1. Click File > New Project.

2. In the Categories you should see “C/C++” click that category.

3. In projects select “C/C++ Dynamic Library” and click Next.

4. Enter a project name and then click Finish.

Now in the left corner you should see your project with folders such as Header Files, Resource Files ect.

Netbeans Project


Now right click the “Source Files” folder select New > C++ Source File. Give the file the name “function” and click Finish.

The new file should automatically open, now just copy and paste in this bit of code…

// Helper Macros - use as you please
#define GETFLOAT(p) *((float*)&p)
#define GETBOOL(p) *((bool*)&p)
#define GETINT(p) p
#define GETSTRING(p) *((char**)&p)
#define GETFLOATARRAY(p) p ? ((float*)p+1) : 0
#define GETINTARRAY(p) p ? ((int*)p+1) : 0
#define GETSTRINGARRAY(p) p ? ((char**)p+1) : 0
#define GETARRAYSIZE(p) p ? *((int*)p) : 0
#define GETFRAME(p) p ? ((float*)p+1) : 0
#define GETFRAMESIZE(p) p ? *((int*)p) : 0
#define GETBITMAPWIDTH(p) p ? *((int*)p) : 0
#define GETBITMAPHEIGHT(p) p ? *((int*)p+1) : 0
#define GETBITMAPCHANNELS(p) p ? *((int*)p+2) : 0
#define GETBITMAPDATA(p) p ? ((BYTE*)p+12) : 0
#define GETBITMAPBYTES(p) p ? *((int*)p) * *((int*)p+1) * *((int*)p+2) : 0
#define NEWINTARRAY(p,n) if(n>0) { *((int**)&p)=new int[n+1]; ((int*)p)[0]=n; }
#define NEWFLOATARRAY(p,n) if(n>0) { *((float**)&p)=new float[n+1]; ((int*)p)[0]=n; }
#define NEWSTRINGARRAY(p,n) if(n>0) { *((char***)&p)=new char*[n+1]; ((int*)p)[0]=n; }
#define DELETESTRING(p) if(p) { delete *((char**)&p); p=0; }
#define DELETEINTARRAY(p) if(p) { delete *((int**)&p); p=0; }
#define DELETEFLOATARRAY(p) if(p) { delete *((float**)&p); p=0; }
#define DELETESTRINGARRAY(p) if(p) { for( int j=0; j<*((int*)p); j++ ) { if( ((char**)p+1)[j] ) delete ((char**)p+1)[j]; } delete *((char***)&p); p=0; }


extern "C" __declspec(dllexport) void myFunction( int nParams, int* pIn, int* pOut )

Now select File > Save all to save your project.

All the defines are just handy methods for casting to certain types and creating/deleting Arrays. Trust me you will need these! Some of those methods are pretty ugly and confusing. The reason why they are needed is because “pIn” and “pOut” are int arrays so only int’s can be passed to the function (although we can actually pass many types) these int’s are the memory addresses of each type with the exception of int which is just passed “as is”. I will explain all this in more detail in the next article.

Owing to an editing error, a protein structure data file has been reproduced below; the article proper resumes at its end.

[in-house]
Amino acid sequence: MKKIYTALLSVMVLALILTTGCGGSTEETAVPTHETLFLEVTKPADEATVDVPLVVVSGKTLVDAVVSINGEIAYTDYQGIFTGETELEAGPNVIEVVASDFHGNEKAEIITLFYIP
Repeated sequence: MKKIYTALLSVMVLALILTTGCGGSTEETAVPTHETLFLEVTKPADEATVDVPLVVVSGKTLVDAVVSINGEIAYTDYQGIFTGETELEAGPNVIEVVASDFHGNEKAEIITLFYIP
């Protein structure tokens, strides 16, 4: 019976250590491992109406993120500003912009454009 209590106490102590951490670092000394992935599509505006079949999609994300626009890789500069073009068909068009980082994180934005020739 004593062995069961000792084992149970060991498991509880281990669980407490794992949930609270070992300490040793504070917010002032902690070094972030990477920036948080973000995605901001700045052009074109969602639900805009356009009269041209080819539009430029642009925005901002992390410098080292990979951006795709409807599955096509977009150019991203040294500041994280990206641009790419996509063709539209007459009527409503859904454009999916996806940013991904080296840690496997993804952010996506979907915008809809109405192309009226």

To avoid dependencies in your resulting DLL we can set a couple of linker options, this will ensure your DLL works on other PCs that could be missing some libraries.  Follow these steps…

1. Right click your project name , select properties > Linker.

2. Click the box with the three dots next to libraries then click the Add option button.

3. Click OK to select “Static bindings”

4. Click Add option button again and select “Other option”

5. Add “-static-libgcc” (without quotes) press OK. Click OK again then Click Apply.

Now you need to do the same again for the release build ( A Pain I know)

1. Click “Configuration” and select Release.

2. Follow the previous 5 steps again.

All setup

Phew! that is it now I promise. Now you can get on with some coding!

In the next article on the DLL component I will introduce some basic C++ code in a few functions which will highlight everything you need to know when creating a Flowstone DLL.

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About the author:

I am the founder of Flowstone Guru. I have been using Flowstone since the early days when it was Synthmaker, talking 7-8 years now! I have created lots of things in Flowstone and have a wealth of experience with the software, some of my work you will find on this site in the Downloads section. I'm passionate about programming (Flowstone, Java ,C++,Ruby) there is nothing I like to do more. I just love a challenge and enjoy pushing myself and the tools I use to there limits!